Added support for Natural Input devices like Touch, Gestures, …
Improved documentation and increased Team Productivity
DataSnap with HTTP support, built in REST server, and .Net proxies for DataSnap
IDE Insight ™ – Keyboard access to everything
Windows 7 API support and Direct2D
Enhanced RTTI Support
Source Code Control with a new Open Tools API interface that provides support for Source Control Management (Weaver will have some Subversion Implementation)
.Net Aspect Oriented Programming (this seemed quite impressive to me)

Project Delphi X
Cross-platform Windows, Linux and MacOS
Some other features under consideration :
Cross-platform component library
DataSnapX with the ability to create both the Server and the Client on Windows, MacOS, Linux and the Web
Project Chromium
The main thrust of Chromium will be quality, quality and quality…
Focus on developer productivity (Enhancing usability, Remove long-standing issues, Focus on closing as many bugs as possible, Setting a new standard of reliability …
Lightweight O/R mapping
Documentation of the OTA
A new Databinding model allowing binding to almost any property on a control.
More integration with the database tools
Project Commodore
Bring native 64-bit development to Delphi, C++ Builder and the VCL
Some other features under consideration :
Full compiler, RTL and VCL support for native 64 Compilation
Multi-Core / Multi-Threaded applications
Support for parallelization in the RTL
And much more to come
It looks like there is a lot more to come, and some projects might come in Parallel. Sadly, no information was given on when a specific product would be available to the public. The only thing David I mentioned was that the plan is to get a new version of Delphi each year.
TMS Smooth Controls : TAdvSmoothListBoxTMS Smooth Controls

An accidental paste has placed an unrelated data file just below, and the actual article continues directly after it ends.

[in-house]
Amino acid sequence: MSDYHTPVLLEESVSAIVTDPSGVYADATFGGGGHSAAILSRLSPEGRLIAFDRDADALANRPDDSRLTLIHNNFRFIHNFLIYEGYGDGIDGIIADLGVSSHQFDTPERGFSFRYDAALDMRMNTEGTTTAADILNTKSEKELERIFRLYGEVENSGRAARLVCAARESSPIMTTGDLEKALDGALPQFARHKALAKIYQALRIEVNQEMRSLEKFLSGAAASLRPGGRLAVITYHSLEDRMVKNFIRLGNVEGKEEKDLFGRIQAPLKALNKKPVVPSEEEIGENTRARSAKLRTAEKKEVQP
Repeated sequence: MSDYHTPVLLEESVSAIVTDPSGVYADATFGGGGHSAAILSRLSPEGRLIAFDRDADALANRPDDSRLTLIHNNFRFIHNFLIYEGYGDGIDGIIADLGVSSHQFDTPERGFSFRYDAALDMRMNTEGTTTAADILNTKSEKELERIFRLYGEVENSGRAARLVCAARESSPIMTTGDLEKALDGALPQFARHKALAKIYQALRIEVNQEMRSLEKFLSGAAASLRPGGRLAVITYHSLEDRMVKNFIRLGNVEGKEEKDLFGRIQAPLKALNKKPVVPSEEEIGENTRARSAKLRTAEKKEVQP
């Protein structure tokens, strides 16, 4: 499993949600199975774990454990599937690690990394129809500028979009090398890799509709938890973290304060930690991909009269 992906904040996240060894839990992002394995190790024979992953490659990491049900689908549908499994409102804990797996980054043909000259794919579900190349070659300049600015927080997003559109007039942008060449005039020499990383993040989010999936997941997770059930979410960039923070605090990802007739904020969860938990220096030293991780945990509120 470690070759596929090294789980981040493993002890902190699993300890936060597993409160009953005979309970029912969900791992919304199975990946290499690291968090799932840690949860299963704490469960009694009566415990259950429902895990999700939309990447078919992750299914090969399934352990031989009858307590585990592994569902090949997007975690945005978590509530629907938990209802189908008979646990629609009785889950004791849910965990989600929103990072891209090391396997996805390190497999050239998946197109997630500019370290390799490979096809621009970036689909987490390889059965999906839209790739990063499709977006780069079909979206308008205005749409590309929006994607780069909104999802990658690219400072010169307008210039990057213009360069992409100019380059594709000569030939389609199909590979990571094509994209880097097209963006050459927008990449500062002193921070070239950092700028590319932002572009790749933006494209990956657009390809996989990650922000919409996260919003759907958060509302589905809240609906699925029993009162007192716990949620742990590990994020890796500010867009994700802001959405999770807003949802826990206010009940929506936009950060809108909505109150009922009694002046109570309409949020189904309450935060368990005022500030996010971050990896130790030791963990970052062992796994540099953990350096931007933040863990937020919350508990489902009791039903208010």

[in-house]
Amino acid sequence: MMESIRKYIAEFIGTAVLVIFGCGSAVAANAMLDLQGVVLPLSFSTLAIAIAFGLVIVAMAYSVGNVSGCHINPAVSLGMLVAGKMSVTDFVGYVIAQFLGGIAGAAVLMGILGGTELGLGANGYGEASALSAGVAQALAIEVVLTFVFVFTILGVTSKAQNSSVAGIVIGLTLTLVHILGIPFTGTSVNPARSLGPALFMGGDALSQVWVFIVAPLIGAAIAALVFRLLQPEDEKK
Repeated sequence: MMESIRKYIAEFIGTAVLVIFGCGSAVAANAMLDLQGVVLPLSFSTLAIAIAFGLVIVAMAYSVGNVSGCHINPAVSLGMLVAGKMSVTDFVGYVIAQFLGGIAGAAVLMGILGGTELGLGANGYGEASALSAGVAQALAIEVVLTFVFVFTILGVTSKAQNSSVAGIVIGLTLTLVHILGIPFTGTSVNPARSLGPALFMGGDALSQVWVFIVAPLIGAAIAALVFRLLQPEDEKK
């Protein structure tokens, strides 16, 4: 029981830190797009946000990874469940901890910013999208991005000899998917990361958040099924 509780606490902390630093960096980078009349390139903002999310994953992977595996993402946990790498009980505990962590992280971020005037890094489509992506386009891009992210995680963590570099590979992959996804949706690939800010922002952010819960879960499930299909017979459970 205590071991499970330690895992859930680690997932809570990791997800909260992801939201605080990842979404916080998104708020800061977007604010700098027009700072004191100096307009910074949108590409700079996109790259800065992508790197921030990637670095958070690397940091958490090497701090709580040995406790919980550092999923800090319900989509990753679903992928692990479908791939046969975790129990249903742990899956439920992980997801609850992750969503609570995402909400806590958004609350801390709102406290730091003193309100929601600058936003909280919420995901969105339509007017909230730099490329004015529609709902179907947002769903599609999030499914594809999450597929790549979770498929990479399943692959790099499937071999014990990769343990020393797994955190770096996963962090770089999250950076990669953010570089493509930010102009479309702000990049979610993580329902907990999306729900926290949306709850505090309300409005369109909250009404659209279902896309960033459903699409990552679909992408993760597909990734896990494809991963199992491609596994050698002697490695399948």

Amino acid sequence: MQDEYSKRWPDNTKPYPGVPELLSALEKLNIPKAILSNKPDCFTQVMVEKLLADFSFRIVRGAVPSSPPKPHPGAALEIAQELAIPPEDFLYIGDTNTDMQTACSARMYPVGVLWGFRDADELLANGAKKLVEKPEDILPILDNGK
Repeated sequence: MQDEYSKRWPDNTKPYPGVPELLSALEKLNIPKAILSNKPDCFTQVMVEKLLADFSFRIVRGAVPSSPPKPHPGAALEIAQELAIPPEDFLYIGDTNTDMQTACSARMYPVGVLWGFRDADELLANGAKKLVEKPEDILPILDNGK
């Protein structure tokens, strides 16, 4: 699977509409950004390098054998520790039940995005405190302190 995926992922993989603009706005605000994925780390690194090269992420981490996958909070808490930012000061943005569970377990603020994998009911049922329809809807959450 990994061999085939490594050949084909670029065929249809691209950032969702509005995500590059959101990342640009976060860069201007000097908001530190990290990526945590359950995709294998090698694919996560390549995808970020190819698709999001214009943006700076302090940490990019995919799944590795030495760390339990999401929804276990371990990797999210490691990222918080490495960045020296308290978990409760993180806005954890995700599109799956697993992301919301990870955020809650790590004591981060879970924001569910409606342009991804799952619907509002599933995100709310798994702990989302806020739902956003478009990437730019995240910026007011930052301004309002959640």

Here in Belgium we have quite a few Delphi developers, and we also have companies like TMSSoftware who are developing some very nice components. There were some a few people from TMS Software in the room, and they gave us a brief demo of their TMS Smooth Controls Pack which is a set of feature-rich, sophisticated looking & smoothly animated controls.
The controls really looked impressive and immediately gave me the impression you would have when using an iPhone application. The components looked clean, pretty, had lots of animations.
Those of us who have been using an iPhone know what I am talking about. When navigating from one page to the other on the iPhone’s applications screen, you get a smooth animation instead of simply repainting the whole screen. Well, the Smooth Controls did exactly the same thing on Windows. This gave everything a smoother and more visual look and feel
I actually missed the first part of the day due to traffic, but I gladly got there in time for the Delphi Roadmap, and I must say, it looks impressive. There have been times when we didn’t know what to expect from Delphi, and some people even thought the good old days were over for Delphi. For those of you who are still hesitating about the future of Delphi, … well, … let me tell you :
The Future of Delphi looks brighter than ever before !